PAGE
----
GOLDSCHMIDT, Paul. Danzig 19.12.1850 — Galle 7.5.1877. German Indologist. Son of a Kommerzienrat, perhaps somehow (but not closely) related to —> Siegfried G.1 He matriculated in Danzig 1867. Studies of Indology in 1867-72 (interrupted by voluntary military service) at Heidelberg, Tübingen (Roth), Berlin (Weber) and Göttingen. Ph.D. 1872 Göttingen (under Benfey). In 1873 one year in London studying manuscripts, then accepted the post of epigraphist (Commissioner of Archaeology) to the Ceylon government in 1874. In Sri Lanka he surveyed the North-Central Province (especially Anurādhapura) collecting 83 Sinhalese inscriptions. Then during his last months similar work in the Hambantota District in Southern Province. Nothwithstanding fever and climate he worked all the year and in the end arrived with rich material, but severely ill to Galle, where he died without being able to proceed to Colombo. He made the first systematic collection of inscriptions, started the study of their palaeography, and showed definitely the Indo-Aryan nature of the Sinhalese language. His work was continued by —> E. Müller-Hess.

Publications: Diss. Specimen des Setubandha. 106 p. Göttingen 1873 (two songs ed. & transl. with notes).

– “Einiges über Einschub und Vergröberung des h im Prâkrt”, NGGW 1874, 468-474; “Etymologisches aus dem Prâkrt: √dekkh, dakkh und Verwandtes”, Ibid. 509-528.

– “A Report on the Inscriptions in the North-Central Province, with specimens”, Sessional Papers of Ceylon 1875, and “Further Report of I. found in the N.-C. Pr.”, ibid. 21, 1875, both repr. in IA 1876-77.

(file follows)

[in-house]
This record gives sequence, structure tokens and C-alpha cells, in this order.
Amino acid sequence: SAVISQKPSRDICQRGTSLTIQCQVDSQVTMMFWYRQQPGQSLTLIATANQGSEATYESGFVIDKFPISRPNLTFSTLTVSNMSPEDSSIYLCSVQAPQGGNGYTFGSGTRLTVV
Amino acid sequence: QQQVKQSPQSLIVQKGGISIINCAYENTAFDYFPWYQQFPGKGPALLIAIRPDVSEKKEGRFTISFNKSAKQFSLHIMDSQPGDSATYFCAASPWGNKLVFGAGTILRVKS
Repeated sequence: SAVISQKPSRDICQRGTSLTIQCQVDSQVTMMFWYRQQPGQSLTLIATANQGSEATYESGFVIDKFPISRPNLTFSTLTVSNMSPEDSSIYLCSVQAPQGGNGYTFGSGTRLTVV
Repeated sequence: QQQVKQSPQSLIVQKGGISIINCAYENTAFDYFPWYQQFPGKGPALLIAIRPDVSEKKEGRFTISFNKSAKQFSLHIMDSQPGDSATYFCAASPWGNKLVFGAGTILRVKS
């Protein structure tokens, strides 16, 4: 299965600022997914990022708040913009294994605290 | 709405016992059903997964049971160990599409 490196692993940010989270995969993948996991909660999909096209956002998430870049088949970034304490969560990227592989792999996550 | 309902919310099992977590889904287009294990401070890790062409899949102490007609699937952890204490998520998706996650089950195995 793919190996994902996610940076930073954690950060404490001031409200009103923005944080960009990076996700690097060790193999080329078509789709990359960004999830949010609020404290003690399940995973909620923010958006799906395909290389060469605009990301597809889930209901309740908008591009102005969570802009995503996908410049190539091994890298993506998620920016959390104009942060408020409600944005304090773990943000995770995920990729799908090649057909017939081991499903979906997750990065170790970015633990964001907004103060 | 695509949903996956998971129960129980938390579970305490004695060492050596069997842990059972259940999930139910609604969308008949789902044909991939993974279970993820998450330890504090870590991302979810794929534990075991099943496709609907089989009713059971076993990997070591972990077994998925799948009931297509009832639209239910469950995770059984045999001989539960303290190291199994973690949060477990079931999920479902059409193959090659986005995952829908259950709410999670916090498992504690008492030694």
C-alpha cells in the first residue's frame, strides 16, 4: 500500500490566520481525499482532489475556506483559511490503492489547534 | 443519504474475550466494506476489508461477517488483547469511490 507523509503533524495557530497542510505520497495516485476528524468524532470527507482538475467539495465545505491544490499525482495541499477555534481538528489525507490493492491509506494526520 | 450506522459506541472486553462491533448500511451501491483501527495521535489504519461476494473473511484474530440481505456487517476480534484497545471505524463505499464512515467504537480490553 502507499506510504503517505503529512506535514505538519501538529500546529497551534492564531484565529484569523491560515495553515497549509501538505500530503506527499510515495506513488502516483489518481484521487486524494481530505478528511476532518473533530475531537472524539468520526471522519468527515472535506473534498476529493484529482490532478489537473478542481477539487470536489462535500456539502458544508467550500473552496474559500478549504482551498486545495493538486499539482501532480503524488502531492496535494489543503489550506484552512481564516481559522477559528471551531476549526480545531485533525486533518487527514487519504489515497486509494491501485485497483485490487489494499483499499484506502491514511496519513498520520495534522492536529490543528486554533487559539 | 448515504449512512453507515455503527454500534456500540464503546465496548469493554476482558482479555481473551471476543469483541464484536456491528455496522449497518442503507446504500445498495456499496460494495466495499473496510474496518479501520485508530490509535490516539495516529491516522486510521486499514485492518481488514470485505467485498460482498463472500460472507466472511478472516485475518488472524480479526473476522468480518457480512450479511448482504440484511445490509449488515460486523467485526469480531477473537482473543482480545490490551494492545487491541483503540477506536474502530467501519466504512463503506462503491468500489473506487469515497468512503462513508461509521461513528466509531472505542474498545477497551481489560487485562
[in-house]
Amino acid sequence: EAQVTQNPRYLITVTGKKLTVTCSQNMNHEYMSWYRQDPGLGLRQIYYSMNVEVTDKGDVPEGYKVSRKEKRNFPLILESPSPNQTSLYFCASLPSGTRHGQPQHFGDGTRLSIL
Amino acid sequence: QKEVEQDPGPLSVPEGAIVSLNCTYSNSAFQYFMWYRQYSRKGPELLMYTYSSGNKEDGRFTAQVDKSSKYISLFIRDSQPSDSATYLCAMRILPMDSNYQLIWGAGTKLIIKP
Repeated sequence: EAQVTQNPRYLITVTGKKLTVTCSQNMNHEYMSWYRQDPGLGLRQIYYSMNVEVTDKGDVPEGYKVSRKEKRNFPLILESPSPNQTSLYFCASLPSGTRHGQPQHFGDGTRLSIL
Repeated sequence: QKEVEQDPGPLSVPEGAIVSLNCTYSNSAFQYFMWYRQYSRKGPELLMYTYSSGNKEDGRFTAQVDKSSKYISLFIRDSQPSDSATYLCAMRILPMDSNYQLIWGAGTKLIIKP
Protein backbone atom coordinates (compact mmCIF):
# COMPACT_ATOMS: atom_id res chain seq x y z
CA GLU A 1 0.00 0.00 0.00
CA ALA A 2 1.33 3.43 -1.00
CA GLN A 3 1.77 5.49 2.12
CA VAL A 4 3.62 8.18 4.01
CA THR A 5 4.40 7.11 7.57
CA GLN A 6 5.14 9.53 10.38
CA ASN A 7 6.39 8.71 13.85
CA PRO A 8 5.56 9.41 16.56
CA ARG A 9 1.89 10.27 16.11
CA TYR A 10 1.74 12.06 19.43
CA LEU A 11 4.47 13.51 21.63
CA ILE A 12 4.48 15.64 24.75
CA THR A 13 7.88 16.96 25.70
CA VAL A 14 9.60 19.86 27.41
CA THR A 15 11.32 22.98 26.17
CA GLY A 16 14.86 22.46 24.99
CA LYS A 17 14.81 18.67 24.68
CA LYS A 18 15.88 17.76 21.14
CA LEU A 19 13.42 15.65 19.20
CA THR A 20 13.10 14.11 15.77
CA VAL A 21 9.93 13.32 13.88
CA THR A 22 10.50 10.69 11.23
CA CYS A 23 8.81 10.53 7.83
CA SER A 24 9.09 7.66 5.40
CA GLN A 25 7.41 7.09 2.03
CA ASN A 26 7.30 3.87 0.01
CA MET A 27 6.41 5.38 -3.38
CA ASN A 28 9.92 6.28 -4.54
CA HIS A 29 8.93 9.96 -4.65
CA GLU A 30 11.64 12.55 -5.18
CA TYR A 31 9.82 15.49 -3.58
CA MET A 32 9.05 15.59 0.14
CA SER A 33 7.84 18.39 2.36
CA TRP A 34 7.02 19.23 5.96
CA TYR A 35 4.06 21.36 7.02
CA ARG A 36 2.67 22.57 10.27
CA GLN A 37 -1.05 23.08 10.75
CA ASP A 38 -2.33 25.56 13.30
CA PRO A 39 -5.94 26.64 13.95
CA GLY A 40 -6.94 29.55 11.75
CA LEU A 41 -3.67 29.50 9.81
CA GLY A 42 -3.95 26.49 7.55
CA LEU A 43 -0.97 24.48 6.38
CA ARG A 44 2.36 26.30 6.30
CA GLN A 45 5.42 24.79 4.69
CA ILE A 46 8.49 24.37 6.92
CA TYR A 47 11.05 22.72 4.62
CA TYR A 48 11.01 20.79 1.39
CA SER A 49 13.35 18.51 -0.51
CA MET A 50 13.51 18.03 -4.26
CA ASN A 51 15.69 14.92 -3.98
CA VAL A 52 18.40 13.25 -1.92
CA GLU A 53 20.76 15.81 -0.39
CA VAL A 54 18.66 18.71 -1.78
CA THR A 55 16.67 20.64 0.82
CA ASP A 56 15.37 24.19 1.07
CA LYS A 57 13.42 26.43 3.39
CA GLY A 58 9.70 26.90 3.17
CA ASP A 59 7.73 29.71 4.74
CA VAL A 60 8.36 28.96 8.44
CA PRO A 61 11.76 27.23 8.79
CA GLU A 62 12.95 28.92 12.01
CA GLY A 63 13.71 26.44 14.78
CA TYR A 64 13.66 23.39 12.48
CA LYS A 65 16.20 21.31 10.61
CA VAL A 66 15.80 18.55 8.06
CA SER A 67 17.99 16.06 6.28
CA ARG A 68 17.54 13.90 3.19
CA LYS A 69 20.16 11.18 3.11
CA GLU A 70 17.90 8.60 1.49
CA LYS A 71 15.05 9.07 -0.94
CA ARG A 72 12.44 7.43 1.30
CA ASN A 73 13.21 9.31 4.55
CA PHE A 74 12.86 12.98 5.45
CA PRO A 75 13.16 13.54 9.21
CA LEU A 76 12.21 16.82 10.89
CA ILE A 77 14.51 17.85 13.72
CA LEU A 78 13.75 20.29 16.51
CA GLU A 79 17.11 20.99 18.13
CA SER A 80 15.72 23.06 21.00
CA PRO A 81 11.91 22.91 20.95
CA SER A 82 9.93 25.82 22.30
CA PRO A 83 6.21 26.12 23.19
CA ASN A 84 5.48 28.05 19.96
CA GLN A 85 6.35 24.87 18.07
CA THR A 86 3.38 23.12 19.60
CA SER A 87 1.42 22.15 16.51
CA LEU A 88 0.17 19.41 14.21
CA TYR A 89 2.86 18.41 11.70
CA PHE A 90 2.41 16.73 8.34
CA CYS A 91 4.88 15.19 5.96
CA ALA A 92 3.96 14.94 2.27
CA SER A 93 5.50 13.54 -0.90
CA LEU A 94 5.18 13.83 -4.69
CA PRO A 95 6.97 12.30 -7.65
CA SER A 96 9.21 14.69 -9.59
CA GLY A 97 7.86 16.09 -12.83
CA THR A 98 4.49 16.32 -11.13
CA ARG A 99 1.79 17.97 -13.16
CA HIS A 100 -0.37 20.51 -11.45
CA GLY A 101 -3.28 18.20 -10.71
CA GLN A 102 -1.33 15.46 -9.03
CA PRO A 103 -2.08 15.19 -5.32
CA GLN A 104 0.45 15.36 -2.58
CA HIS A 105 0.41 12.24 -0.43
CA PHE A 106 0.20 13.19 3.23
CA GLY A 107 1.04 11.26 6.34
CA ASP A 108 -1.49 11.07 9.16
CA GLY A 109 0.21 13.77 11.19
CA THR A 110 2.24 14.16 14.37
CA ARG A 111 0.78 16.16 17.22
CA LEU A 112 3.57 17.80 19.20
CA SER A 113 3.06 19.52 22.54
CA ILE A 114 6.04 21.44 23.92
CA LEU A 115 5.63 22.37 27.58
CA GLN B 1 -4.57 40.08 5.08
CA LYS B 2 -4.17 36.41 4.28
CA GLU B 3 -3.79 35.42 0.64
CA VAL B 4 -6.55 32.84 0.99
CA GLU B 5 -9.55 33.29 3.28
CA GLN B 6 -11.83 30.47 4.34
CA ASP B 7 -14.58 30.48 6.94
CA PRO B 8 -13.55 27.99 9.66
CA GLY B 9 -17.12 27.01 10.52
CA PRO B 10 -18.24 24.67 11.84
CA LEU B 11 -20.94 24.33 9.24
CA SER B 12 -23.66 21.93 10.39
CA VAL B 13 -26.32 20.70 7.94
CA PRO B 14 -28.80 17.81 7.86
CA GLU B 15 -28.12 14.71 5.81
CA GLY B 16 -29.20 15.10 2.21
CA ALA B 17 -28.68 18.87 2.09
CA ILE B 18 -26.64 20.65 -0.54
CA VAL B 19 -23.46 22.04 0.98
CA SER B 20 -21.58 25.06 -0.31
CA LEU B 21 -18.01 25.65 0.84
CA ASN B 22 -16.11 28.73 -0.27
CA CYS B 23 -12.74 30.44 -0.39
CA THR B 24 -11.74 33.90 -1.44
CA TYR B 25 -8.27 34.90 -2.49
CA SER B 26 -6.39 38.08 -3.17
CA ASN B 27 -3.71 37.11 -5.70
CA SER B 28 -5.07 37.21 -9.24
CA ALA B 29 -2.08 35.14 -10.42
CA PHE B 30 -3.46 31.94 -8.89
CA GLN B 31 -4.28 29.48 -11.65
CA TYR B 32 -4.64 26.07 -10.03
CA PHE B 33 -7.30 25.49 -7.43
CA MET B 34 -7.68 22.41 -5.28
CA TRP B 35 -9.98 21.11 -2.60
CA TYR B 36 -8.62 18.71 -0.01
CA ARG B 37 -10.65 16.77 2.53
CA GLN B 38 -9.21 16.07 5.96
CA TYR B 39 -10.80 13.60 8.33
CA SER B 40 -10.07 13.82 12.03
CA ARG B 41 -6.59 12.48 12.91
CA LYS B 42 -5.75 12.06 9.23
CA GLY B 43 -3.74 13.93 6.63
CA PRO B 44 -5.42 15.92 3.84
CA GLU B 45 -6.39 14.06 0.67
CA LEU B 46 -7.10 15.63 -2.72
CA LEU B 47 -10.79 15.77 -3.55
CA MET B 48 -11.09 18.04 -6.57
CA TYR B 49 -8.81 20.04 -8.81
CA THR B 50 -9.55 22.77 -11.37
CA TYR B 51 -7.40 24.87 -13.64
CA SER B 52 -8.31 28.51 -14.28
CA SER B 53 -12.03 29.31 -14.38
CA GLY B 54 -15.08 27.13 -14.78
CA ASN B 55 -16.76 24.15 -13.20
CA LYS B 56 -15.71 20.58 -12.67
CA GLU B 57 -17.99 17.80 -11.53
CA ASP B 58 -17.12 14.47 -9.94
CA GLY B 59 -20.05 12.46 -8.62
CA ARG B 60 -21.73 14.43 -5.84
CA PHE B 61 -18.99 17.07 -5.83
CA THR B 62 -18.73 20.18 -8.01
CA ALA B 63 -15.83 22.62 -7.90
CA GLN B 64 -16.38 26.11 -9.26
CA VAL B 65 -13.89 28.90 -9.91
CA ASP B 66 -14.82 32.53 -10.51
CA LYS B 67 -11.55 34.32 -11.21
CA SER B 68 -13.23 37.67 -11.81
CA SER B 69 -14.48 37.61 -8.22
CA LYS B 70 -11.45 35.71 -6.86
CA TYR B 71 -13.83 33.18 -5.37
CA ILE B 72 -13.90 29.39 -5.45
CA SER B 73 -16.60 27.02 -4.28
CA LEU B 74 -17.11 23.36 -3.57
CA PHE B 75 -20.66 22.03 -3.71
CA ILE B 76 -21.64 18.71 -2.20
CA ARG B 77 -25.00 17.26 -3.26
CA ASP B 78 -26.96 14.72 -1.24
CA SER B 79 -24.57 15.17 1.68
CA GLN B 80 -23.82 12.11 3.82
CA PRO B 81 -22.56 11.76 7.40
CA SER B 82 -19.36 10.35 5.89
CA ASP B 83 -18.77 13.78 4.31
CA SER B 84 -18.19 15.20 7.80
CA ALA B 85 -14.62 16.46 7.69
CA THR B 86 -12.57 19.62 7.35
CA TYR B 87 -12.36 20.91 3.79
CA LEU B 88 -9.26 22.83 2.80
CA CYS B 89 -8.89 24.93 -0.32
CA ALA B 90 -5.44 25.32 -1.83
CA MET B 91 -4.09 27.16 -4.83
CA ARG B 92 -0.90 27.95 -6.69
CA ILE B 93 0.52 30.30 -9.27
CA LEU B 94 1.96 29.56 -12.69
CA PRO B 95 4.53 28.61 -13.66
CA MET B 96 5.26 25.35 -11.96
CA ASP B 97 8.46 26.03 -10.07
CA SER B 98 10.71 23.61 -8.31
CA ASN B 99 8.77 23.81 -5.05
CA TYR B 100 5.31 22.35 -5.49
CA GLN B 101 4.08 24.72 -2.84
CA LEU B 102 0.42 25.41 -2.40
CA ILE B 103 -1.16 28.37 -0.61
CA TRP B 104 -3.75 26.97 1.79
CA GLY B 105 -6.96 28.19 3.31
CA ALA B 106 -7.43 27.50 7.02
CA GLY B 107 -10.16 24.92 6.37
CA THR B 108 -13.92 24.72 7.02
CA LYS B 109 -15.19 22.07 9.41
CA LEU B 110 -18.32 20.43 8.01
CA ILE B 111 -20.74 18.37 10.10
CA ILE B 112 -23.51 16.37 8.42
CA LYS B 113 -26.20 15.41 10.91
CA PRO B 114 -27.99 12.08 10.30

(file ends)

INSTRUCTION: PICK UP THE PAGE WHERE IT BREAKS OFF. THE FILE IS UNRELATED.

– “Notes on Ancient Sinhalese Inscriptions”, JRAS-CB 6:1, 1879, 1-45.

S. Goldschmidt: Rāvaṇavaha oder Setubandha. Hrsg. von S. G. Mit Wortindex von S. und P. G. 1-2. 354 p. Strassburg 1880-84.

Sources: S. Goldschmidt, A.D.B. 9, 1879, 339f.; T. Vimalananda, “Two Pioneers of Epigraphy in Ceylon”, The Ceylon Historical Journal 1:4, 1952, 358-360; photo in Rau 56.

1 Their collaboration on the Rāvaṇavaha and Paul’s obituary by Siegfried makes this likely (but not certain, just the common surname may have brought them together). Long ago I guessed that they were brothers, and others seem to have done the same mistake, as such a claim is stated in Internet as a fact. But Siegfried’s father died several years before Paul was born. M. Knüppel (see under Siegfried) just points out that they were not related.